As is true of most disabilities, the specific causes of emotional or behavioral disorders remain elusive. However, relationships between some causal factors and this disability are becoming clearer. For example, children who experience physical abuse have a higher probability of being identified with emotional or behavioral disorders (Cauce et al., 2000). A link between the factors of poverty and this disability is apparent as well (Children's Defense Fund [CDF], 2004; Hosp & Reschly, 2002). And it is likely that for some children, a biological explanation will emerge (Forness & Kavale, 2001).
The reasons why such problems arise in a particular child are usually difficult to identify precisely, and the disability is likely to be the result of multiple and overlapping factors (Walker & Sprague, 2000). At least three general areas can contribute to emotional or behavioral disorders: biology, home and community, and school. Let's look at each in turn.
Just as for many other disabilities, more and more biological and genetic causes for emotional or behavioral disorders are being identified (Forness & Kavale, 2001). For example, research now tells us that a definite relationship exists between prenatal drug exposure and childhood emotional or behavioral disorders: 53 percent of drug-exposed participants in Headstart preschool programs are identified as having these disabilities as early as kindergarten (Sinclair, 1998). Mood disorders, depression, and schizophrenia may have a genetic foundation (APA, 2000). Knowing ·whether biological reasons are part of the cause of a disorder can play a role in treatment. For example, knowing that depression has a biological cause allows for the development and use of medications prescribed to target this condition (Forness & Kavale, 2001). Antidepressants are now an important component in many treatment programs for depression (Pappadopulos & Jensen, 2001). As researchers continue to find biological causes, more medical treatments will become available.
Home and Community
Environment and culture are the context in which behavior unfolds (Maag, 2000). No one lives in a social vacuum. Everyone is a member of an immediate family, an extended family, or a community network (neighborhood, church, clubs). All of these environments shape and influence each individual's growth and development, whether positively or negatively. Rarely does a single negative experience lead to or aggravate emotional problems, but combinations of poverty, abuse, neglect, parental stress, inconsistent expectations and rules, confusion, and turmoil over long periods of time can do so. Being poor is a contributing factor (CDF, 2004; Hosp & Reschly, 2002). So are lack of supervision, erratic and punitive discipline, low rate of positive interactions, high rate of negative interactions, lack of interest and concern, and poor adult role models (Reid & Patterson, 1991). For example, children whose parents are violent and have arrest records also tend to become violent and to find themselves in trouble with the law (Hallahan & Kauffman, 2006; Rudo, Powell, & Dunlap, 1998). Another link with poverty is clear: Students whose family incomes are in the bottom 20 percent of American families are five times more likely to drop out of school than their peers whose family incomes are in the top 20 percent of American families (NCES, 2001).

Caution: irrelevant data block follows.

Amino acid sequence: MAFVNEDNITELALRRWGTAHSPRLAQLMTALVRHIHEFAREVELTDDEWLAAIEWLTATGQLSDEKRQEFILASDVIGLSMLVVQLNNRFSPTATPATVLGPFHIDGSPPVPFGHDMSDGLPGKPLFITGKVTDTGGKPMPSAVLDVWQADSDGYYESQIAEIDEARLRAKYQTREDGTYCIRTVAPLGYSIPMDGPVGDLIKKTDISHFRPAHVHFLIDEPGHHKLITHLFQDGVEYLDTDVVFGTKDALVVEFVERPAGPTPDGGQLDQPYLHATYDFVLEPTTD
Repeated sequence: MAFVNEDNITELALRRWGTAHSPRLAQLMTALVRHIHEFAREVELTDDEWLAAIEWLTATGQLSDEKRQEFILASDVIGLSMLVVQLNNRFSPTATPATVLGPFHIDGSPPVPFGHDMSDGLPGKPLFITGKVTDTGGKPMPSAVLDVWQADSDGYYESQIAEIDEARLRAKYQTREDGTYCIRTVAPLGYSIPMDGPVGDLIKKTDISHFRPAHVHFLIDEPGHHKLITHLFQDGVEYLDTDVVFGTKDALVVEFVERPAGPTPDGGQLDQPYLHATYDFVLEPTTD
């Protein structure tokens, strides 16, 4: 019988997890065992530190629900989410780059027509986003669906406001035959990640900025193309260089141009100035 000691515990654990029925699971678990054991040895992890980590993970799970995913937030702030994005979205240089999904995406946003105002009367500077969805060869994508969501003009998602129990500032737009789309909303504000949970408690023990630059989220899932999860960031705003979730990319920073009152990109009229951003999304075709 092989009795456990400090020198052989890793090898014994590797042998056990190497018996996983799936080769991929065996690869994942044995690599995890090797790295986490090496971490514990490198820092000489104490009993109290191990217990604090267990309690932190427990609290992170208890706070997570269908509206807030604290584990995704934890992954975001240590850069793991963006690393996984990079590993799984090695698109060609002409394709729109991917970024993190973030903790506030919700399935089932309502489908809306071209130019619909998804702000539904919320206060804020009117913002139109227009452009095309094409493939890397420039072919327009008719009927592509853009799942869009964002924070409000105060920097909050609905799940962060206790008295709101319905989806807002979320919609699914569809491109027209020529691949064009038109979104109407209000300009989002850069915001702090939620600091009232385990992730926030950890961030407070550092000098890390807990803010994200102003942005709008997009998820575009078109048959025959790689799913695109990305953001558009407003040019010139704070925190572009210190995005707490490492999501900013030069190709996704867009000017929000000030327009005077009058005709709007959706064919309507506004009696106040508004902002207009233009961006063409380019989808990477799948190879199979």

Teachers and schools can have a tremendous influence on students (Tolan, Gorman-Smith, & Henry, 2001). Teachers' expectations affect the questions they ask students, the feedback they give, and the number and character of their interactions with students. Problems can get better because of teachers' actions—and they can get worse for the same reason. In other words, what educators do makes a difference. For example, a teacher who is unskilled in managing the classroom or insensitive to students' individual differences may create an environment wherein aggression, frustration, and withdrawal are common responses to the environment or the teacher. But, teachers skilled at managing classroom behavior can systematically select interventions that match the students' behavior and apply them consistently. When effective teaching and behavior management methods are in place, students' outcomes improve (Rivera & Smith, 1997; Smith & Rivera, 1993). Good teachers are able to analyze their relationships with their students and the learning environment, and they keep close watch on problems and potential problems. Here are some key components of safe and effective schools (McLane, 1997; Walker & Gresham, 1997; Walker, Ramsey, & Gresham, 2004; Walker & Sprague, 2000):
- Consistency of rules, expectations, and consequences across the school
- Positive school climate
- Schoolwide strategies for resolving conflict
- High level of supervision in all school settings
- Cultural sensitivity
- Strong feelings of identification and involvement on the part of students
- High levels of parent and community involvement
- Well-utilized space and lack of overcrowding
One of the first steps in preventing the development of emotional or behavioral disorders is determining which children exhibit behaviors that are often predictive of later problems. Astute adults almost universally and immediately identify even very young children with emotional or behavioral disorders, particularly in cases of individuals with externalizing behavior patterns. Why might this be so? Standards for normal behavior change as children grow up and move througl1 the stages of their lives. When children behave quite differently from what is expected for their age group, it becomes a cause for concern. For example, the behavior of an 8-year-old who suddenly begins to wet the bed, clings to his mother, and stops talking creates great concern. Even though almost identical behavior would be totally acceptable for a toddler, an 8-year-old who acts in this way is perceived as having a problem. Think of examples of behavior that provoke concerns about children of one age but, when demonstrated by a child of a different age, raise no questions at all.